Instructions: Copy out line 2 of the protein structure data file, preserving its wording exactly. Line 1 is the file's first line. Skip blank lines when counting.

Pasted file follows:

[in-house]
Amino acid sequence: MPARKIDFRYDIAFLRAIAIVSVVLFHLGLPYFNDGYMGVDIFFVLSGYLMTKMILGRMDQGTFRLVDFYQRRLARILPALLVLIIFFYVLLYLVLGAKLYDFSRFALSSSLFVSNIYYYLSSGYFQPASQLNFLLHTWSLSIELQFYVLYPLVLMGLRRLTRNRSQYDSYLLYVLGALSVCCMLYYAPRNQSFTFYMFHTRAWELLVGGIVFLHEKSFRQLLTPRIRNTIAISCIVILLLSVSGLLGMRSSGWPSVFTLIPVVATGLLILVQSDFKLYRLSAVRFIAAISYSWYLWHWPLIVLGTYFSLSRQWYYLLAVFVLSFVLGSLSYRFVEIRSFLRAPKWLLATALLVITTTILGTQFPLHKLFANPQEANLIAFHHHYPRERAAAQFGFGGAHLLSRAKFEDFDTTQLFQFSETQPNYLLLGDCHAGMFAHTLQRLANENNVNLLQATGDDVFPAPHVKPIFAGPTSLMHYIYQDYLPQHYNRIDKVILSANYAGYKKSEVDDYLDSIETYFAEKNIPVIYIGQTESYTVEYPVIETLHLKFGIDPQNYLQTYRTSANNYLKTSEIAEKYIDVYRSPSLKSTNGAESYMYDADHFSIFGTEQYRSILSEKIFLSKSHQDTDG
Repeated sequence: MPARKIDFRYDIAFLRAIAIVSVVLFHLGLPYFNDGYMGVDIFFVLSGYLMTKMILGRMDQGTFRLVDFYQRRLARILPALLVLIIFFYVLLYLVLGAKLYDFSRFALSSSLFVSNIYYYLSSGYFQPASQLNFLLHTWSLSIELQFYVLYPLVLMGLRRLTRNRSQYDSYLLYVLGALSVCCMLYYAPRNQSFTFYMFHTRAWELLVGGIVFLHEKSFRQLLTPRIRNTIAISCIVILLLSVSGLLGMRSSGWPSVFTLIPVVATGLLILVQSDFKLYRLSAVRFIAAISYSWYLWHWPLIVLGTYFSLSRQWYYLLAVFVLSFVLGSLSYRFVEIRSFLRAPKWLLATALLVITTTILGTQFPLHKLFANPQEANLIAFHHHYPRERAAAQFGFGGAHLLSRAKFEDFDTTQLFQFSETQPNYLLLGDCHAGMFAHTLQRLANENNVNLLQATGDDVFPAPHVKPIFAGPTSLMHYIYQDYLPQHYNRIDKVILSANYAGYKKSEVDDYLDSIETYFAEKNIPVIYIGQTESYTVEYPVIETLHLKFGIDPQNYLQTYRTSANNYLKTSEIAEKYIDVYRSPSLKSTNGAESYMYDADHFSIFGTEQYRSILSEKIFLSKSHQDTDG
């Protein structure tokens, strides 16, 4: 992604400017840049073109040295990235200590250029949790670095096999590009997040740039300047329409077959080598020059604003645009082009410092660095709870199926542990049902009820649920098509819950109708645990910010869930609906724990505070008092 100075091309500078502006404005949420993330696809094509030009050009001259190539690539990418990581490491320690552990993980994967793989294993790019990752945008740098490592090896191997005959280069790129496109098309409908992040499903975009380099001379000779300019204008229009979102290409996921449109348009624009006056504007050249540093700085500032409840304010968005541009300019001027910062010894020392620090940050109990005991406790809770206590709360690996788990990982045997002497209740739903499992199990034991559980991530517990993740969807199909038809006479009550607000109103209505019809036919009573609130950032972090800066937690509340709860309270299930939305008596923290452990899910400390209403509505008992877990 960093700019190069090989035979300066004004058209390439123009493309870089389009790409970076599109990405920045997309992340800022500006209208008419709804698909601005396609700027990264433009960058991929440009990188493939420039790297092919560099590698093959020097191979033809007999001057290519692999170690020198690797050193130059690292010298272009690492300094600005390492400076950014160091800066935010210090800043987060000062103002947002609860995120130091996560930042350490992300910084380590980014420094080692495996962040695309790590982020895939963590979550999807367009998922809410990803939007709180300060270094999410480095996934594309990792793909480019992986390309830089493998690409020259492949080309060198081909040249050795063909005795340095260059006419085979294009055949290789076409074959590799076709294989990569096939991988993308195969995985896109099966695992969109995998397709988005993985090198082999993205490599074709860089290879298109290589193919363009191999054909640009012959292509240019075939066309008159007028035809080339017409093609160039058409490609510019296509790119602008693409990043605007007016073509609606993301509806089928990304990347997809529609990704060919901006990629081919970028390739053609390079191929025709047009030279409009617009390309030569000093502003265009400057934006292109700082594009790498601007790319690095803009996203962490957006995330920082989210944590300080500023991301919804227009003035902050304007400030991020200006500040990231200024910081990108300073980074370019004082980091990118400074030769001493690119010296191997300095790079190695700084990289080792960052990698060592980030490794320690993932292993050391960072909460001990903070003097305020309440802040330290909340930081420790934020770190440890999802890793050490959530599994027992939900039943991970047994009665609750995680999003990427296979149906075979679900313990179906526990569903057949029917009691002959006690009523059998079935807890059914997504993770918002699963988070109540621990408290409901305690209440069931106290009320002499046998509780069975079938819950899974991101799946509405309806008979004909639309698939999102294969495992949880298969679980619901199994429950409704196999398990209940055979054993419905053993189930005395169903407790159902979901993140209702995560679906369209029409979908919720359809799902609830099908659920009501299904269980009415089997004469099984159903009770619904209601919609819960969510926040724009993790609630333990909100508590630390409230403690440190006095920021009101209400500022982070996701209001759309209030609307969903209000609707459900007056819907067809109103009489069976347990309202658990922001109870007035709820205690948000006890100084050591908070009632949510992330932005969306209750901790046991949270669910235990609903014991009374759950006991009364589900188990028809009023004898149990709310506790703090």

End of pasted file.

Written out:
Amino acid sequence: MPARKIDFRYDIAFLRAIAIVSVVLFHLGLPYFNDGYMGVDIFFVLSGYLMTKMILGRMDQGTFRLVDFYQRRLARILPALLVLIIFFYVLLYLVLGAKLYDFSRFALSSSLFVSNIYYYLSSGYFQPASQLNFLLHTWSLSIELQFYVLYPLVLMGLRRLTRNRSQYDSYLLYVLGALSVCCMLYYAPRNQSFTFYMFHTRAWELLVGGIVFLHEKSFRQLLTPRIRNTIAISCIVILLLSVSGLLGMRSSGWPSVFTLIPVVATGLLILVQSDFKLYRLSAVRFIAAISYSWYLWHWPLIVLGTYFSLSRQWYYLLAVFVLSFVLGSLSYRFVEIRSFLRAPKWLLATALLVITTTILGTQFPLHKLFANPQEANLIAFHHHYPRERAAAQFGFGGAHLLSRAKFEDFDTTQLFQFSETQPNYLLLGDCHAGMFAHTLQRLANENNVNLLQATGDDVFPAPHVKPIFAGPTSLMHYIYQDYLPQHYNRIDKVILSANYAGYKKSEVDDYLDSIETYFAEKNIPVIYIGQTESYTVEYPVIETLHLKFGIDPQNYLQTYRTSANNYLKTSEIAEKYIDVYRSPSLKSTNGAESYMYDADHFSIFGTEQYRSILSEKIFLSKSHQDTDG